It is true that considering nuclear weapons through the lens of “humanitarian disarmament” would seem to lend itself to advocating on a principled, not politically pragmatic, basis – and that, in turn, would seem to lead to an immediate, comprehensive ban. That makes sense as well in view of the fact that a more comprehensive ban is more clearly differentiated from the (discredited) incremental or step-by-step approach. The humanitarian campaign is also a break from trying to pander to, or engage with the NWS as the advocacy states have been trying to do for decades. The growing despair of this type of outreach engagement is nowhere more evident than by the decision of the Women’s International League for Peace and Freedom to “leave the tent” of the Conference on Disarmament recently.
While the humanitarian claim does seem to lean towards a comprehensive strategy, I would caution against taking such a fixed approach. I think it is possible to take a principled, rather than pragmatic position on nuclear disarmament, but still leave open the means by which we achieve the desired end. Indeed, many commentators in this forum have made the important point that a multi-pronged approach is necessary. Different metaphors have been called in aid – gearboxes (John Borrie), mosaics and mops (Manpreeth Seth), but the point is still the same and, I think, is expressed well by Jenny Nielsen: Single approaches to complex problems seldom do the trick.
At this point in time, a range of strategies seem to be on the table – a variety of suggestions in terms of appropriate negotiating contexts, the nature of the next step(s), and who needs to participate in negotiations. Working Paper 18 presented by the New Agenda Coalition, the work of Reaching Critical Will with Article 36 on possible legal frameworks, and the work of the Middle Powers Initiative – all of these efforts provide food for thought and ideas to explore.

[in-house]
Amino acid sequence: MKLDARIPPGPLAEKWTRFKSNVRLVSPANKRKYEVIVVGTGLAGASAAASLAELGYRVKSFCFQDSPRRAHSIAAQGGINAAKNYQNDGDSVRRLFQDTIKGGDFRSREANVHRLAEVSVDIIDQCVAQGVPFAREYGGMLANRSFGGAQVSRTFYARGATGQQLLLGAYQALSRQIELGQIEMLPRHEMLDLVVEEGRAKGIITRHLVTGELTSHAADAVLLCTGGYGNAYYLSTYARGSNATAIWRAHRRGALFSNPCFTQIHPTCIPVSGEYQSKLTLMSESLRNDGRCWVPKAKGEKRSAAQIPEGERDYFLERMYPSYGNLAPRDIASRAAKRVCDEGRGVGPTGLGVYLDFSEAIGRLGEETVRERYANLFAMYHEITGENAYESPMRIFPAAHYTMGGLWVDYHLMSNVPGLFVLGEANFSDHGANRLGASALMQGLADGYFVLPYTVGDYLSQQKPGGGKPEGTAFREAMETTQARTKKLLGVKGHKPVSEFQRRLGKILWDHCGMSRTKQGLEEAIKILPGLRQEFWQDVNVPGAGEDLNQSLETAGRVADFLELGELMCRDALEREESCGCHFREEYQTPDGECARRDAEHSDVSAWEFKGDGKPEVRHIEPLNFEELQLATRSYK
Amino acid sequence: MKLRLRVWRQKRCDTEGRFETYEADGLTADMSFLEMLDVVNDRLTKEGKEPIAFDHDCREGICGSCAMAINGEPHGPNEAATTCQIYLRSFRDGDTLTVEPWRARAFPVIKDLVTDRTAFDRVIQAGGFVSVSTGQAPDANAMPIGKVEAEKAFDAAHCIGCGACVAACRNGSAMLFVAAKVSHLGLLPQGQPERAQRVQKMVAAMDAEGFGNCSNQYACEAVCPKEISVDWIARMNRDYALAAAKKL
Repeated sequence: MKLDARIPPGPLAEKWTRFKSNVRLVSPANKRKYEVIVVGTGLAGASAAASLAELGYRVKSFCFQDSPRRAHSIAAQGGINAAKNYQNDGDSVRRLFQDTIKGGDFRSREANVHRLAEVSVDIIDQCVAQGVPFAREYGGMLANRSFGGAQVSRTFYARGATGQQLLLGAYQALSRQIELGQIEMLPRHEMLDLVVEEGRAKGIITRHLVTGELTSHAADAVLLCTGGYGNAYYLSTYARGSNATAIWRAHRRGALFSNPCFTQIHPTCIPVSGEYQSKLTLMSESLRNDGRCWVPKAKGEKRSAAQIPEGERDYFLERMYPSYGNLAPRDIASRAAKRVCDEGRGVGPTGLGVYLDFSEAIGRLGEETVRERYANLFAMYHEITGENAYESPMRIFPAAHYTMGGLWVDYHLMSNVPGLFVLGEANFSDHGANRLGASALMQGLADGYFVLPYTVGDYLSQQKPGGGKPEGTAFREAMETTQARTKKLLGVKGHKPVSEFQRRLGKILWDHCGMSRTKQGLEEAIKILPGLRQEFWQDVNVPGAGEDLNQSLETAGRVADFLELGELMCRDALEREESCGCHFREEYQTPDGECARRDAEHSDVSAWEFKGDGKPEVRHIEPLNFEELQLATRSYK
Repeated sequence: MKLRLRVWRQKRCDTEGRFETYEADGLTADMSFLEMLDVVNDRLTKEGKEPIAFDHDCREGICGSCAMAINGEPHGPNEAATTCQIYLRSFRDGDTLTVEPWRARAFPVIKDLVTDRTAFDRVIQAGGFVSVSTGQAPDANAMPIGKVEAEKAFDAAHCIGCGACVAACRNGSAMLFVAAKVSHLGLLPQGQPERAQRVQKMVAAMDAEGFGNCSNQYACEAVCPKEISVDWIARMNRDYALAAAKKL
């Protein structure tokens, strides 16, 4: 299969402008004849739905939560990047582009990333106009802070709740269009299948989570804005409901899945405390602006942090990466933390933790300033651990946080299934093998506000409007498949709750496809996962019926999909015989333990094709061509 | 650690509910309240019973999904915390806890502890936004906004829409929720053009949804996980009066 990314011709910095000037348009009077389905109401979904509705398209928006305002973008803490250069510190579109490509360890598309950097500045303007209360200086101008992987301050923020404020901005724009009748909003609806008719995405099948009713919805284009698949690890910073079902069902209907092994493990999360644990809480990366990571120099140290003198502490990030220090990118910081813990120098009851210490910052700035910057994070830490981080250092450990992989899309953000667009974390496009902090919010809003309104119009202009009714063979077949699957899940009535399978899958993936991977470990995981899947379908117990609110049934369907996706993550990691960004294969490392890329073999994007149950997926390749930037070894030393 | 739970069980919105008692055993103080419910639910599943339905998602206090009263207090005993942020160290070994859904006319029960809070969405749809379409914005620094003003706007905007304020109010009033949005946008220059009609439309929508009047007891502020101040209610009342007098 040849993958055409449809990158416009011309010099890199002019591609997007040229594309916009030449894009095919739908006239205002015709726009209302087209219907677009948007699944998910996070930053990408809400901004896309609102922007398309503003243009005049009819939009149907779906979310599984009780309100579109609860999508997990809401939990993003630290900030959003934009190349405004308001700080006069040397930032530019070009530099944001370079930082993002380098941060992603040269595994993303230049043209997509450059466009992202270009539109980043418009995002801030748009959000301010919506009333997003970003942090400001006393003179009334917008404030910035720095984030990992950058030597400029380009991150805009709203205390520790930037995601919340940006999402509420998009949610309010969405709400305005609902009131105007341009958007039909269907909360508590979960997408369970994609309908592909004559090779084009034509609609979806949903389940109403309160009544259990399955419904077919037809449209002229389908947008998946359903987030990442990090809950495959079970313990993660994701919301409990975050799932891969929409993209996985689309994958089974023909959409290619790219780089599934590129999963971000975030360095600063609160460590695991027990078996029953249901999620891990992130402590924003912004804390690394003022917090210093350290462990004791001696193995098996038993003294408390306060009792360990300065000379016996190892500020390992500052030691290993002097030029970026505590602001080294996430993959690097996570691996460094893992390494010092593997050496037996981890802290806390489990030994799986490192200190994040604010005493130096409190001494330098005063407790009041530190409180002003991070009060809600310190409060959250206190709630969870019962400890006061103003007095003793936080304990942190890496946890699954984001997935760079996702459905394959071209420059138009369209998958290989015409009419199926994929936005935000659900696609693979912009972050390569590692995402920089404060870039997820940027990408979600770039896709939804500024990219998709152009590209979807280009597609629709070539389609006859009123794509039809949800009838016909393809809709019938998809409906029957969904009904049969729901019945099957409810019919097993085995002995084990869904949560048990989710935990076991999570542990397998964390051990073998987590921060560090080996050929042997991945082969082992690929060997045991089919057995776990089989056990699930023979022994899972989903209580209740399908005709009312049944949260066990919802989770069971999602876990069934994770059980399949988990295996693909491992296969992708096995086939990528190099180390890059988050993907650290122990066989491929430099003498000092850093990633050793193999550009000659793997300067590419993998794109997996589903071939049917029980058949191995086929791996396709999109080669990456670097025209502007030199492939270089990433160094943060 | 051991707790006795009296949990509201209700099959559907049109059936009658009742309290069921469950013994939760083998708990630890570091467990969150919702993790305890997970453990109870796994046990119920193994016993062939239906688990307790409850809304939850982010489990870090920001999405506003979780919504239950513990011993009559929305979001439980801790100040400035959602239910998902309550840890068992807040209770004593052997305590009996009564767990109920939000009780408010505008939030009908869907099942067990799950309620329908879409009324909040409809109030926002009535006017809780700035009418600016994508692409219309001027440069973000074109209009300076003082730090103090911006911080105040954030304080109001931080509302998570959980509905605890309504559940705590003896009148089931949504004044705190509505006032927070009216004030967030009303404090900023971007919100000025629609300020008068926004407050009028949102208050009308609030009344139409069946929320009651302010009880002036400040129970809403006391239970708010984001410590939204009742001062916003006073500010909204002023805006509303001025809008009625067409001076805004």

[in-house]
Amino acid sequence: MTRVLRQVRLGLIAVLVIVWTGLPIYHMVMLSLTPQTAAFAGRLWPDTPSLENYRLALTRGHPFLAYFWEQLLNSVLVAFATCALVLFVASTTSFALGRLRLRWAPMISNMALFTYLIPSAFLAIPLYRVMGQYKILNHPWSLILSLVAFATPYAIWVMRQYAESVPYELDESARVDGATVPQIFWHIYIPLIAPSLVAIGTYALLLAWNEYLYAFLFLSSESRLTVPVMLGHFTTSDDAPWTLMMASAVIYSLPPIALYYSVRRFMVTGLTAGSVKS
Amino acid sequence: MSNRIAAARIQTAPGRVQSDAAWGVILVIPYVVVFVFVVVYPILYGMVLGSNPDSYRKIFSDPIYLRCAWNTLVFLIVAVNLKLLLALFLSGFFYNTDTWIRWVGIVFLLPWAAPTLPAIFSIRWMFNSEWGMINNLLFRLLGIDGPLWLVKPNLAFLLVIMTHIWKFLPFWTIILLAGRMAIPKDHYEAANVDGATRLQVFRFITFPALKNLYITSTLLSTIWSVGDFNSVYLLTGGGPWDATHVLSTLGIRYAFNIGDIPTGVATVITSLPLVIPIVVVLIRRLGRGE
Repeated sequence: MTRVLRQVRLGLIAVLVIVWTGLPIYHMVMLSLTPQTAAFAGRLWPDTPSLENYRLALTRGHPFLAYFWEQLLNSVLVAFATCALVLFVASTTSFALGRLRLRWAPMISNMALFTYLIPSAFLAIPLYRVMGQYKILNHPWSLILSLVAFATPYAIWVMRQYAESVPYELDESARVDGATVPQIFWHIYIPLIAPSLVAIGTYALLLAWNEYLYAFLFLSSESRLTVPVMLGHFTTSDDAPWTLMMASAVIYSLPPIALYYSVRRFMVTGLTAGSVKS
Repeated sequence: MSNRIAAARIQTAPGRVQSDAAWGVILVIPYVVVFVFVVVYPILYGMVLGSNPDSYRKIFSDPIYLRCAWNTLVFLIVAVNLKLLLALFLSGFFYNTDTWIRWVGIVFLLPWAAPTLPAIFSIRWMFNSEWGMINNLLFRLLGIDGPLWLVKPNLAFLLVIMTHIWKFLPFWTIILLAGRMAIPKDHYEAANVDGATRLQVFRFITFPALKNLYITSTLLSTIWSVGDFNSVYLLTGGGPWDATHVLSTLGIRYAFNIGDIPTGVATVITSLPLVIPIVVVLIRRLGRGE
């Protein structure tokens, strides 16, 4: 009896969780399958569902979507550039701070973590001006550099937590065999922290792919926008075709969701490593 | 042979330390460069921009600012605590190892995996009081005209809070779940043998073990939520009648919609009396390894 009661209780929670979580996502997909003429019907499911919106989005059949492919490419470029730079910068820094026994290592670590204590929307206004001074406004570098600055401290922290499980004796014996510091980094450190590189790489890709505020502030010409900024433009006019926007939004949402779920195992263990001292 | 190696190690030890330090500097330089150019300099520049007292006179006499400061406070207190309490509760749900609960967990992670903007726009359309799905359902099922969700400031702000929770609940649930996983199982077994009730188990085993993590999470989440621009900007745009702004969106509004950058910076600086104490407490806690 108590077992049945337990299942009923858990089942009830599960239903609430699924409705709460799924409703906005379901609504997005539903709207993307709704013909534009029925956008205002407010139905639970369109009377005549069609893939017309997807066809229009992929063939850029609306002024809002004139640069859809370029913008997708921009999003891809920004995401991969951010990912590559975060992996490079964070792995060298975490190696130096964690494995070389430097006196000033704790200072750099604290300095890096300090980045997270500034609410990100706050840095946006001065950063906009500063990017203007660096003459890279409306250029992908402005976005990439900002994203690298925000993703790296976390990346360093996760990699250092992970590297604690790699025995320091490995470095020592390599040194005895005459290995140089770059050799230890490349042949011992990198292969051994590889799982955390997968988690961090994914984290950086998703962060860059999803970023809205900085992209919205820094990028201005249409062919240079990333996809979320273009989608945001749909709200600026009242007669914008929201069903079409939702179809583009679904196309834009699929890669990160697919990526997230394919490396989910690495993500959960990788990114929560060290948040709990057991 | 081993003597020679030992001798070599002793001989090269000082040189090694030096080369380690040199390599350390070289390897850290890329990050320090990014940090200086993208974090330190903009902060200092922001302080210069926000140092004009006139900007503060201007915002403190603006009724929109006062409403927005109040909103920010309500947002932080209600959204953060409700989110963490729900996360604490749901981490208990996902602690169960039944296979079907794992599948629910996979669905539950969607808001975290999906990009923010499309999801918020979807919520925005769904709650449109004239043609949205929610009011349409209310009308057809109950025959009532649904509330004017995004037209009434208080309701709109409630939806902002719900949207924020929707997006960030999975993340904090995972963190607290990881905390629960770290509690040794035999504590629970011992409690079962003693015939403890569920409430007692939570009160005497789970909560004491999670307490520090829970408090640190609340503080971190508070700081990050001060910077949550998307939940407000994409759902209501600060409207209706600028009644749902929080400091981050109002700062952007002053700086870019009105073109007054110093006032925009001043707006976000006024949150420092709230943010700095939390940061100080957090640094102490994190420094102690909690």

Momentum is building. Whatever the outcome of the upcoming NPT RevCon, in my mind there is no doubt but we will see that momentum continue in that forum, and elsewhere.
However, I believe that it is important not to dissipate agreement about desired outcomes (the end of nuclear weapons) by squabbling about which of the possible means is the best way to approach the problem. We should be wary of “divide and rule” strategies. While debate and exchange of views is important within what we might call the humanitarian disarmament community, it is important also not to compromise the momentum at this point. We are all on the same side.
My view on the best strategy or next best step forward is that we should be continuing to examine, especially from a legal point of view, the different options on the table. Much good work has been completed but there is much more careful and detailed work to be done. I identified some of the legal complexities involved with the NAC pathways (a Ban treaty; a Comprehensive treaty; a framework of instruments approach) in a recent paper. But that discussion is really the start of a “to do list” – there is much more to be said and considered.